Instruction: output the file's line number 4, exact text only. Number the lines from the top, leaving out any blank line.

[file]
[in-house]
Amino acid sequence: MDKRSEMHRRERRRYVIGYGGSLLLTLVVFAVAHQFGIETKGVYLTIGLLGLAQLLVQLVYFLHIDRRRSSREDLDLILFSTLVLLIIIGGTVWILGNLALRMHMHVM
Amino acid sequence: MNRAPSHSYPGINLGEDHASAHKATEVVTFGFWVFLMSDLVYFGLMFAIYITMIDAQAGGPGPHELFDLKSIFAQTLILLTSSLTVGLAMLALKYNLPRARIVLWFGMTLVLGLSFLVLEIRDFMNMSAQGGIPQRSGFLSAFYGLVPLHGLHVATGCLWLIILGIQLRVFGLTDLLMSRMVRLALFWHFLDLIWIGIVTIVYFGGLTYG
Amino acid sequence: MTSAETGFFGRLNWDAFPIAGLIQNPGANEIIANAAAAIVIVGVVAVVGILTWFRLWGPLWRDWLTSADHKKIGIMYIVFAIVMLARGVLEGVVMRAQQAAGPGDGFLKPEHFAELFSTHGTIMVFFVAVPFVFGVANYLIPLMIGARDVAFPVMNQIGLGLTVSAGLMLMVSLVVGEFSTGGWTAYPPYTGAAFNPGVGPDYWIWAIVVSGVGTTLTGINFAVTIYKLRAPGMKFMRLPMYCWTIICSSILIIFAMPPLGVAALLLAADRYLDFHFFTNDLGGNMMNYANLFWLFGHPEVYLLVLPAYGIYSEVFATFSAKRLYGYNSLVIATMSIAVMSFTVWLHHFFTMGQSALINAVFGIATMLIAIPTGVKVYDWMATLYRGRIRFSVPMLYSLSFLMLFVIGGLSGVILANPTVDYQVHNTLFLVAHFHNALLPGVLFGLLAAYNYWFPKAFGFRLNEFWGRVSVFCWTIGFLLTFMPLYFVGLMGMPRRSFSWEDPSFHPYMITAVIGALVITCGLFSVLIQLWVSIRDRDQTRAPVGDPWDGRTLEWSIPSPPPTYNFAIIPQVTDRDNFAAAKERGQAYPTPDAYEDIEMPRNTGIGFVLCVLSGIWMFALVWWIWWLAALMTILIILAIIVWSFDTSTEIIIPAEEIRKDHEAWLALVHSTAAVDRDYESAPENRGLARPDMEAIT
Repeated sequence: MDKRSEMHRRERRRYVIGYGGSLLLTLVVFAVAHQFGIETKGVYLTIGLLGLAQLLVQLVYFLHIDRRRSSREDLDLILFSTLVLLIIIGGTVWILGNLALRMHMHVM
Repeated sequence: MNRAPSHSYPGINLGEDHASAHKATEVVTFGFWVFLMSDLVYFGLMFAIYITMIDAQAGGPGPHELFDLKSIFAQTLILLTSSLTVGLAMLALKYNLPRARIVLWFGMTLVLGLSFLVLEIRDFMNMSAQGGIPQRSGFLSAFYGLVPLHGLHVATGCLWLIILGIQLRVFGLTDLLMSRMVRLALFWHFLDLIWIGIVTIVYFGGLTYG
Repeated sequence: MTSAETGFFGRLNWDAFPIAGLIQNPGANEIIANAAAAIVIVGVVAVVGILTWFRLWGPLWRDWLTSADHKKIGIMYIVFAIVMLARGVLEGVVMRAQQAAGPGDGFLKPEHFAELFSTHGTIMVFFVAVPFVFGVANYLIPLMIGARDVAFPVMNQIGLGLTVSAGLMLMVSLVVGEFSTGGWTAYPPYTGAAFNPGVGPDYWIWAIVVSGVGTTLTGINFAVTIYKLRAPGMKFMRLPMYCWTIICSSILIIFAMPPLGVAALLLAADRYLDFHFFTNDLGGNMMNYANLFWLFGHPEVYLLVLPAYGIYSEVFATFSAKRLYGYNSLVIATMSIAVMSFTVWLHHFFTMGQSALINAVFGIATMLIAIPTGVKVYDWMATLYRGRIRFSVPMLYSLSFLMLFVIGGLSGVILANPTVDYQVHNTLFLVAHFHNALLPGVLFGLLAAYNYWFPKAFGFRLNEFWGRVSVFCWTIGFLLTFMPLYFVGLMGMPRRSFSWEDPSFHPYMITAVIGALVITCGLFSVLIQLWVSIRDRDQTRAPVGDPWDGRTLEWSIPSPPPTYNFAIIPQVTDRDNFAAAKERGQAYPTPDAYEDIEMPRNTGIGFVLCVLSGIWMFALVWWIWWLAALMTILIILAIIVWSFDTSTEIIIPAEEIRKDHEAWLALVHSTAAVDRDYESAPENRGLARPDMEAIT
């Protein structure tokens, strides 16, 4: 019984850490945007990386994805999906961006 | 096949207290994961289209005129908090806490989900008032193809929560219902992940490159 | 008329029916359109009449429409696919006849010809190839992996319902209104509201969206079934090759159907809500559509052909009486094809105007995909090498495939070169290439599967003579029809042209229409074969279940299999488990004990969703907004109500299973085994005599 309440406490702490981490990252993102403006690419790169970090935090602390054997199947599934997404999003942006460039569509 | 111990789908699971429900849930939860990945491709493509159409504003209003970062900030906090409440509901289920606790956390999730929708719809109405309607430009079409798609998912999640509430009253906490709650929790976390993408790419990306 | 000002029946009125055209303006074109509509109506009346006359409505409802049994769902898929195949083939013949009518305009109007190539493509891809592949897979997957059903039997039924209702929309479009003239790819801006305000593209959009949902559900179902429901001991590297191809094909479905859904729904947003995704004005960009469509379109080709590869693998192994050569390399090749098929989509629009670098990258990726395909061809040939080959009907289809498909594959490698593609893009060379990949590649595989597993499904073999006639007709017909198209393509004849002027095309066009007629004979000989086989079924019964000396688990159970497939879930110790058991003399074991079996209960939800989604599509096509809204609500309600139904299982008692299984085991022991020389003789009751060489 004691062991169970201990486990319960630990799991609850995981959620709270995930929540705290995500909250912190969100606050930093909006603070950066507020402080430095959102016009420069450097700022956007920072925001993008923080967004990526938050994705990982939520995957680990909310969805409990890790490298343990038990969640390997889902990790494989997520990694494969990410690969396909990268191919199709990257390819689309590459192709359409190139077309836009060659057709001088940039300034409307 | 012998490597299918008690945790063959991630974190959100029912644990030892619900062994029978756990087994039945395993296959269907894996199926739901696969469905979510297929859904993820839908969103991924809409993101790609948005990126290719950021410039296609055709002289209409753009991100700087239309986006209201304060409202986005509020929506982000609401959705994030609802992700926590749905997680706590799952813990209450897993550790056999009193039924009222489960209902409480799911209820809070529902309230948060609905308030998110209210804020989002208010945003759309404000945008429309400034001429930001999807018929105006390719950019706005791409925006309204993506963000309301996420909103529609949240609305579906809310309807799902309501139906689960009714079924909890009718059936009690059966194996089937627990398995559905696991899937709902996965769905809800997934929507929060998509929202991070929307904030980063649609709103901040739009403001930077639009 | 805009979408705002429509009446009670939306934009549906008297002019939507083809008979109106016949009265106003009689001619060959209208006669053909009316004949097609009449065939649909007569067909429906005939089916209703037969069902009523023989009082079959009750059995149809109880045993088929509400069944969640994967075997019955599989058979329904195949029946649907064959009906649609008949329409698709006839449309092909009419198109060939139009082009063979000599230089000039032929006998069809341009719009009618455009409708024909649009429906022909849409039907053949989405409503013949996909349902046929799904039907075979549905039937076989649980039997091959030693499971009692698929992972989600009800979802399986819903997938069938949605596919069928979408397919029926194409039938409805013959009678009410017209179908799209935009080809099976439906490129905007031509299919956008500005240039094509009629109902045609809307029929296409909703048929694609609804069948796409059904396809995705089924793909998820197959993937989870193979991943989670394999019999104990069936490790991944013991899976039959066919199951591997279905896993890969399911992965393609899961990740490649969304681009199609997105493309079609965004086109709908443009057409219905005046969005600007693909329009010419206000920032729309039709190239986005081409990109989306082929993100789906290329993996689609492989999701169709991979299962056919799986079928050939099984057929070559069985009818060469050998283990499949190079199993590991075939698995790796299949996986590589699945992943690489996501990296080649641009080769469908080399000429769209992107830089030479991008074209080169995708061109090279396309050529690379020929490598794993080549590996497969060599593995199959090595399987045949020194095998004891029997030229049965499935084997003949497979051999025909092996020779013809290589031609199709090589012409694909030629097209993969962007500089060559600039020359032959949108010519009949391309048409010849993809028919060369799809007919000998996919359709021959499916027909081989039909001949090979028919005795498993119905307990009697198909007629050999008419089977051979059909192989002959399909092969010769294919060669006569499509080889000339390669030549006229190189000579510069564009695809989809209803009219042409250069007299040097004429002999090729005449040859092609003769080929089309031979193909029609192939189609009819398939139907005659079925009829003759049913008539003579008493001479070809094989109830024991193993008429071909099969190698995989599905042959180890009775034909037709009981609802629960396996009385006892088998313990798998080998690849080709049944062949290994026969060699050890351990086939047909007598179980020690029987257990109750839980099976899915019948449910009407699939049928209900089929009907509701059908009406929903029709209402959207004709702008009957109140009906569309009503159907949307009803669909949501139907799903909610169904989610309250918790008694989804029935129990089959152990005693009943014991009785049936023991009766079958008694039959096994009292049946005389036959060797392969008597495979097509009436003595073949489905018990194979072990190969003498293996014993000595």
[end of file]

Amino acid sequence: MTSAETGFFGRLNWDAFPIAGLIQNPGANEIIANAAAAIVIVGVVAVVGILTWFRLWGPLWRDWLTSADHKKIGIMYIVFAIVMLARGVLEGVVMRAQQAAGPGDGFLKPEHFAELFSTHGTIMVFFVAVPFVFGVANYLIPLMIGARDVAFPVMNQIGLGLTVSAGLMLMVSLVVGEFSTGGWTAYPPYTGAAFNPGVGPDYWIWAIVVSGVGTTLTGINFAVTIYKLRAPGMKFMRLPMYCWTIICSSILIIFAMPPLGVAALLLAADRYLDFHFFTNDLGGNMMNYANLFWLFGHPEVYLLVLPAYGIYSEVFATFSAKRLYGYNSLVIATMSIAVMSFTVWLHHFFTMGQSALINAVFGIATMLIAIPTGVKVYDWMATLYRGRIRFSVPMLYSLSFLMLFVIGGLSGVILANPTVDYQVHNTLFLVAHFHNALLPGVLFGLLAAYNYWFPKAFGFRLNEFWGRVSVFCWTIGFLLTFMPLYFVGLMGMPRRSFSWEDPSFHPYMITAVIGALVITCGLFSVLIQLWVSIRDRDQTRAPVGDPWDGRTLEWSIPSPPPTYNFAIIPQVTDRDNFAAAKERGQAYPTPDAYEDIEMPRNTGIGFVLCVLSGIWMFALVWWIWWLAALMTILIILAIIVWSFDTSTEIIIPAEEIRKDHEAWLALVHSTAAVDRDYESAPENRGLARPDMEAIT